In order to create an innovative organisation, you have to make sure it’s truly ingenious at its core. And that means your team.
Investing in your employees, in order to help them become innovators is vital.
If you want to upgrade your team’s innovation skills, look into these aspects:
- Challenge their mindset – executives usually get caught in the daily routine and lose touch with certain aspects. Teach your team members to identify these routine blockers and challenge them.
- Focus on “unpopular” trends – it’s usually better to keep an eye on trends that don’t get that much hype. Encourage your team to follow these trends from the very beginning. They can get a better understanding of the whole evolution and come up with new ideas and improvements themselves
- Acknowledge and reward – getting things started is probably one of the hardest parts. People usually resist change, but when their effort is acknowledged and rewarded, things will slowly work out. Make sure you identify, praise and reward the first sparks of innovation you see within your organisation
True Innovation Leaders
It might prove a real challenge to harness a true innovation-oriented culture without a team of innovation leaders.
While things can look more or less formal from company to company, each leader in your team should be trained towards the culture you want to grow, so they can pass it on to their team members.
An innovation leader should:
- Encourage his team members to come up with new ideas and take action to actually implement them
- Not judge any of the ideas brought to the table
- Be a mentor when it comes to adopting an innovation mindset
- Create opportunities for their teams to implement their ideas
- Offer time and money for innovation
- Making sure there is a flawless innovation process in place
The list could continue, and it should be adapted to your unique vision.
True innovation leaders can nurture and grow a powerful innovation-oriented culture.
There’s nothing worse than having the time, energy and money to put into something, but to be cut off due to too many procedures or the lack of them.
Since innovation is quite an abstract goal for many, it’s easy to overdo it or do nothing at all.
If you already have a dynamic, creative team that brings a lot of ideas to the table, make sure you give them the support they need to implement their ideas.
Make budgeting and time management easy and accessible for them. Be transparent and make sure people know what innovation means for the organisation.
If there are too many processes in place, people might feel discouraged to pursue their ideas and their implementation.
Biggest Struggles Companies Face while Innovating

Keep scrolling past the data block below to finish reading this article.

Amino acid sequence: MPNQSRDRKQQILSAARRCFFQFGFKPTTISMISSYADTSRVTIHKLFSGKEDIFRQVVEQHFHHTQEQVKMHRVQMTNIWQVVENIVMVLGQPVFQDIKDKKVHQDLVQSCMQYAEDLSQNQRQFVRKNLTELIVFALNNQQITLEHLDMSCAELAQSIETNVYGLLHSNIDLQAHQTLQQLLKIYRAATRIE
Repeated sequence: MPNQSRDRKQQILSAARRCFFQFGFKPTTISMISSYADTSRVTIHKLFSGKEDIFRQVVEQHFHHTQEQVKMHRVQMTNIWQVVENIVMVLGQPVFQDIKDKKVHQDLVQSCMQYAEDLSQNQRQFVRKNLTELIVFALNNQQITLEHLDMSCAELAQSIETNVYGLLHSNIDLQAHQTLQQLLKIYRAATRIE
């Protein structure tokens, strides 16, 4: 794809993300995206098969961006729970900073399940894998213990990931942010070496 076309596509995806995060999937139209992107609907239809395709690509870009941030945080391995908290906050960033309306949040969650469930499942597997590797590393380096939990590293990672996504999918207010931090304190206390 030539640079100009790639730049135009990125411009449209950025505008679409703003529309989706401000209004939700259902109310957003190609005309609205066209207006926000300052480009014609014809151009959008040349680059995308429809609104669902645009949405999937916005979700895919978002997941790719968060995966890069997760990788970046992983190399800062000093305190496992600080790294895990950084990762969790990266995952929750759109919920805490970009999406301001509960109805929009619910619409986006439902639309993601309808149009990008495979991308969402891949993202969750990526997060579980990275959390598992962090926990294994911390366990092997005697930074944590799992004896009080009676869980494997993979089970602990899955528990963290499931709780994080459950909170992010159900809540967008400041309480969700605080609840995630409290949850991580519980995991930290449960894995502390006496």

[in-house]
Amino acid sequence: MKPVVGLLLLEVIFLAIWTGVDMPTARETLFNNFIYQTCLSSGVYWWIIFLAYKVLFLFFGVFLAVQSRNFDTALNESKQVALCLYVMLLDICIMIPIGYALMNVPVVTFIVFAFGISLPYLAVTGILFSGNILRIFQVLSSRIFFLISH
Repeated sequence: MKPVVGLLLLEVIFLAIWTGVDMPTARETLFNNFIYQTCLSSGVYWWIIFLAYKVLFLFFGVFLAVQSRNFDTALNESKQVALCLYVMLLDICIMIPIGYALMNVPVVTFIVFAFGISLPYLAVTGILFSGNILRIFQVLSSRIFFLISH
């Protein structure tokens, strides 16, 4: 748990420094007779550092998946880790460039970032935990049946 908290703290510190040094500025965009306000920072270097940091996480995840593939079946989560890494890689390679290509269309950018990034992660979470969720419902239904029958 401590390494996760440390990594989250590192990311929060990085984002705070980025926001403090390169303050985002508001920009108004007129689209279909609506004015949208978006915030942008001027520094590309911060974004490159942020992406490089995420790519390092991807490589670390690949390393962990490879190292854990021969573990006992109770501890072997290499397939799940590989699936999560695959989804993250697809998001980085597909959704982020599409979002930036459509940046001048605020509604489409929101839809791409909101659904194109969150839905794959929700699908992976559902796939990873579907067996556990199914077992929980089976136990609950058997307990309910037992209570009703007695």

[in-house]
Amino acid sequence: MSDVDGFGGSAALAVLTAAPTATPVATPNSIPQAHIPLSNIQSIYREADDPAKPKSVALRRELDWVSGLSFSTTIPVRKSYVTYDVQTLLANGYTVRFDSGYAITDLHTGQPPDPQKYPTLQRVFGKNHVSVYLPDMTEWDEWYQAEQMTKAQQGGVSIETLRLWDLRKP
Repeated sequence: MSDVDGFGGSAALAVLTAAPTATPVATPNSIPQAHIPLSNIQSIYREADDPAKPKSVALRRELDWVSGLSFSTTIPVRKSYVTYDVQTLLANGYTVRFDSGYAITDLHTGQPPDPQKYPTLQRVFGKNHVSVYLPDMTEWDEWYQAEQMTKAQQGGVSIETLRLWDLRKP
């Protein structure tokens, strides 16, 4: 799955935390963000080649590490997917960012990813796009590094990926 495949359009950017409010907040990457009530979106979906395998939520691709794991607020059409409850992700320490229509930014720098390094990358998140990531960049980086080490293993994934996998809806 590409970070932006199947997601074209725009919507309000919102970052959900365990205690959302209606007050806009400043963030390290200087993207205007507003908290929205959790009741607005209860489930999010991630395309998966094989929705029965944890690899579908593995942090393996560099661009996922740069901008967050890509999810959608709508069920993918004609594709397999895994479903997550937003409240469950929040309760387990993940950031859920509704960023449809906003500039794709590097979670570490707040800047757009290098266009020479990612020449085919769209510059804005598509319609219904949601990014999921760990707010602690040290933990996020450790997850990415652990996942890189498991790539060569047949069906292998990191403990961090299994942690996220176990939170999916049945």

Most companies find growing an internal innovation mindset the hardest thing to do. More than 1 in 2 companies find it challenging to foster an internal culture for experiments and innovation.
Lack of Clear Innovation Strategy
Coming back to the abstract nature of innovation, many companies fail to define a clear innovation strategy that employees can rely on.
Not knowing what innovation truly means for you and your team, can abruptly stop all your efforts of growing an innovative environment within the organisation.
It all goes back to the 5 pillars of innovation we mentioned above. People need to understand what the vision is in order for them to come on board. Specific metric measures and incentives are also important and a must-have thing to have, in order to start growing.
Insufficient Resources Allocated
3M famously introduced the 15% rule a few decades ago, which turned into an innovation standard rule. The company allocated 15% of its employees paid time to create, doodle and find the creativity needed in order to come up with a new idea. Google implements a similar incentive, in order to help their employees grow.
Many companies don’t allocate enough resources (if any at all).
Dedicated time and rewards for those who come up with ideas are mandatory incentives, if a company wants to foster an internal innovation culture.
Talk with your team and learn more about their expectations and needs.
Giving up Too Soon
Thomas Edison famously said that “Many of life’s failures are people who did not realize how close they were to success when they gave up.”
To come up with an innovative idea, you have to take risks and embrace the fact that not all the ideas will work or will be good.
Make sure that you celebrate failures with your team too. This will show them that each idea and effort is appreciated and important. Don’t let them give up too soon.
Where Do You Stand?
We hope that we managed to give you a good understanding on what innovation could look like from the inside and what active steps you can take towards it.
It can be very challenging to put people who have done things a certain way for years, to come up with things that disturb their day-to-day working routine.
Sometimes it’s best to bring a fresh pair of eyes that can pragmatically analyse and make suggestions on how to set things up. Usually people tend to be more open toward suggestions and improvements from someone who’s from the outside and is not caught up in the daily office habits.
An external consultant, business coach, or a business analyst could really bring a visible impact on your team. From there, you can foster and grow your internal innovation team.
There are many different ways of fostering innovation within an organisation. It takes time and patience to find the right approach for you, but the waiting will pay off.